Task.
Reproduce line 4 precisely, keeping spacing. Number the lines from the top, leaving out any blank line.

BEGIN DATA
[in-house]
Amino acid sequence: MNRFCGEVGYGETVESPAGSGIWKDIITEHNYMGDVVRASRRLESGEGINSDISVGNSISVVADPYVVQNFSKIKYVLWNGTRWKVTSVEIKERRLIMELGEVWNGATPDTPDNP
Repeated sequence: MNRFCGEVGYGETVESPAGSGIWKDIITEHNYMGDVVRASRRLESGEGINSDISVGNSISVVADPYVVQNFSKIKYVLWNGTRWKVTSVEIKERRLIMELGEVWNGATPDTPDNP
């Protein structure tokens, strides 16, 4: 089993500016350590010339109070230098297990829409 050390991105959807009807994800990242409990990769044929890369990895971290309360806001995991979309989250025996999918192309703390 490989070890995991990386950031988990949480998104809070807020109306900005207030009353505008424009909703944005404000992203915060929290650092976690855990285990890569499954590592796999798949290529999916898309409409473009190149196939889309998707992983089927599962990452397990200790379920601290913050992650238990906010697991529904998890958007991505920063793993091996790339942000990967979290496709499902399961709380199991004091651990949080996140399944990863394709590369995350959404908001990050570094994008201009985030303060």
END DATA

């Protein structure tokens, strides 16, 4: 089993500016350590010339109070230098297990829409 050390991105959807009807994800990242409990990769044929890369990895971290309360806001995991979309989250025996999918192309703390 490989070890995991990386950031988990949480998104809070807020109306900005207030009353505008424009909703944005404000992203915060929290650092976690855990285990890569499954590592796999798949290529999916898309409409473009190149196939889309998707992983089927599962990452397990200790379920601290913050992650238990906010697991529904998890958007991505920063793993091996790339942000990967979290496709499902399961709380199991004091651990949080996140399944990863394709590369995350959404908001990050570094994008201009985030303060």